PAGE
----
Rush served as alderman for nearly a decade before winning his congressional seat in 1992. He narrowly defeated incumbent Charles Hayes in that year’s Democratic primary before easily winning the general election in the deep-blue district.
A Black man has represented Illinois’ 1st District since 1929. Rush’s predecessors include Oscar Stanton De Priest, the first Black person elected to Congress in the 20th century; Arthur Mitchell, the first Black Democrat in Congress; William Dawson, the first Black person to chair a congressional committee; and Washington, Chicago’s first Black mayor.
Rush highlighted his efforts in Congress around infrastructure, gun violence prevention and social justice in a recorded interview broadcast during Tuesday’s ceremony.
Among the achievements Rush touted:
- His advocacy for justice in the case of Joseph Gould, a Black man experiencing homelessness who was killed by white, off-duty Chicago police officer Gregory Becker in 1995.
- The 2008 passage of the Toy Bill, which banned lead in toys and boosted funding for the Consumer Product Safety Commission.
- Legislation to study postpartum depression and support people experiencing it. The legislation was named after Melanie Blocker Stokes, a Lake Meadows Apartments resident who died by suicide in 2001 weeks after giving birth. The bill passed into law without funding in 2010 as part of the Affordable Care Act.
- Rush’s 2012 protest after George Zimmerman killed Black teenager Trayvon Martin. Rush wore a hoodie on the House floor in honor of Martin before being escorted out of the session for violating a rule barring hats.
“I brought some bacon home — a lot of bacon,” Rush said of his efforts to secure federal funding for infrastructure projects like the 95th Street Red Line station and upgrades to the interchange of Interstates 57 and 294.
Rush, whose speech became slower and raspier after a battle with cancer in his salivary gland in 2008, made light of the epithets “Bobby Hush” and “Congressman Mumbles” in Tuesday’s video.
“Am I hurt by that? Yeah, my vanity is hurt; my flesh is hurt,” Rush said. “… But people who dismiss me, I have found that it’s always been to my advantage. I have had some of my best battles and some of my most glorious victories against people who underestimated me because of my speech pattern.”
Among the battles that remain before Rush leaves office: passing anti-lynching legislation named after Emmett Till. Tuesday’s news conference was held at the Roberts Temple Church of God in Christ, the site of Till’s open casket funeral in 1955.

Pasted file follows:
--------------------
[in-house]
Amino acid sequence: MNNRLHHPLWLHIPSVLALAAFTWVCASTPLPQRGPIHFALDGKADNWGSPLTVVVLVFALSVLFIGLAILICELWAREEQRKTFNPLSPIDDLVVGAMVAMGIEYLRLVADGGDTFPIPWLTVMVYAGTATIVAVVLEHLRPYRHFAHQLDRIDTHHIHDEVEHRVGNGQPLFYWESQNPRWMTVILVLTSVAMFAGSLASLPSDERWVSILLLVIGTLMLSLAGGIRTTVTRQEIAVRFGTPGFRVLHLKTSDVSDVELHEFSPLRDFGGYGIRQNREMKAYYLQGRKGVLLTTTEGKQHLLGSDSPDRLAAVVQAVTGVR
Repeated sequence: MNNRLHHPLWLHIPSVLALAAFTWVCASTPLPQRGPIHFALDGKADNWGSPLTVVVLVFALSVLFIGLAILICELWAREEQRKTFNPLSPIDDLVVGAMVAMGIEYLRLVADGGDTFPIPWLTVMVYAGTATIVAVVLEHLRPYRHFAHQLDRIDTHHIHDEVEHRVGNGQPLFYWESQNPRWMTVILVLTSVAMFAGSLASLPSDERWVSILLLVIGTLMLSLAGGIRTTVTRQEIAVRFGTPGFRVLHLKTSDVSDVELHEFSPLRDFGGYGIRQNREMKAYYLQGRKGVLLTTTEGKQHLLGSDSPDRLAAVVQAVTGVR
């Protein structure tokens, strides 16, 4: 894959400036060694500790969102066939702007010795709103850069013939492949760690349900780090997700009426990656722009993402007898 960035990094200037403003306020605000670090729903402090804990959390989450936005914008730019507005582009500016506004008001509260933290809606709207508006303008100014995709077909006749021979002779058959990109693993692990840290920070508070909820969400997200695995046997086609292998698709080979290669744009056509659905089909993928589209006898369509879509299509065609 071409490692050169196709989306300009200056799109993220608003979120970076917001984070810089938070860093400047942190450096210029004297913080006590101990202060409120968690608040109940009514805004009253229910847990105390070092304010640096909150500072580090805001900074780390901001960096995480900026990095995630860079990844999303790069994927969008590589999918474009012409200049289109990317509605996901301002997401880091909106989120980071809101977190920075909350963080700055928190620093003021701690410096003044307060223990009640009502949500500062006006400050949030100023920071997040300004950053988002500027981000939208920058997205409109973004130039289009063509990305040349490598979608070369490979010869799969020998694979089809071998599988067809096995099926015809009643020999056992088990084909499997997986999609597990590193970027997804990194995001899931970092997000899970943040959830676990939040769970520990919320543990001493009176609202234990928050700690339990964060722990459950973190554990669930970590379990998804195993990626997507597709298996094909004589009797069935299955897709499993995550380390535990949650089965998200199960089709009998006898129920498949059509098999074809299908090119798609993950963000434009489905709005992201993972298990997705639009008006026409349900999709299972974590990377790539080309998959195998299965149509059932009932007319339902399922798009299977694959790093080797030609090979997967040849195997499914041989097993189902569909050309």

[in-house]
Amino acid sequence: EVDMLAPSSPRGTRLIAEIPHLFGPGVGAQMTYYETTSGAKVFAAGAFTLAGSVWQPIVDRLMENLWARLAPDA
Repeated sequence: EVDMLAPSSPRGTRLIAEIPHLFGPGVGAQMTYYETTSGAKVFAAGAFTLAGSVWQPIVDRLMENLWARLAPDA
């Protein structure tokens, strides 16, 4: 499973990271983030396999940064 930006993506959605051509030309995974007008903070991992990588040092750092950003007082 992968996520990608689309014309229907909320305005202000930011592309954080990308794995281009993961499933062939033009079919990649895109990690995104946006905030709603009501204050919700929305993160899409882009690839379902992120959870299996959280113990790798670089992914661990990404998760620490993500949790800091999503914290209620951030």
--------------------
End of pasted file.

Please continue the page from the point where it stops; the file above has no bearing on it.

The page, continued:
“I’ve got a year or more remaining, and I’m going to get this bill passed,” Rush said.
As congressperson, Rush has “repeatedly failed to pay federal, state or local taxes on time,” according to the Better Government Association. Along with his second wife, Carolyn, he was sued over home mortgages and unpaid property taxes in 2010.
Rush was also found liable for more than $1 million in loans given toward Beloved Community Church’s failed church expansion, and a judge ordered his congressional paychecks garnished in an effort to pay back the loans.
Rush missed more votes than any other representative between 2007 and 2015, a period during which he and Carolyn experienced severe health problems.
The House ethics committee found in 2018 he broke the law by accepting rent-free office space as a gift for more than two decades.
Despite these incidents, Rush has been re-elected 14 consecutive times with few serious challenges. His only election loss in the last 30 years came in 1999, when he ran for mayor against incumbent Richard M. Daley.
When then-state Sen. Barack Obama ran for Rush’s seat in 2000, the future president was decisively dealt the only election loss of his career.
“I always knew how great a speaker Obama was, and frankly I thought he was more handsome than I am,” Rush said. “Therefore, I knew how to develop a strategy of never engaging in a debate with him” during the 2000 campaign.
Before Obama entered the 2008 presidential race, he asked Rush whether he should run, Rush said.
“I gave him advice from my heart and told him, ‘Go out. If you don’t do it now, you’ll spend the rest of your life regretting that you didn’t do it, wondering if you could win or not,'” Rush said. “I think that was sound advice, as we know the outcome of that.”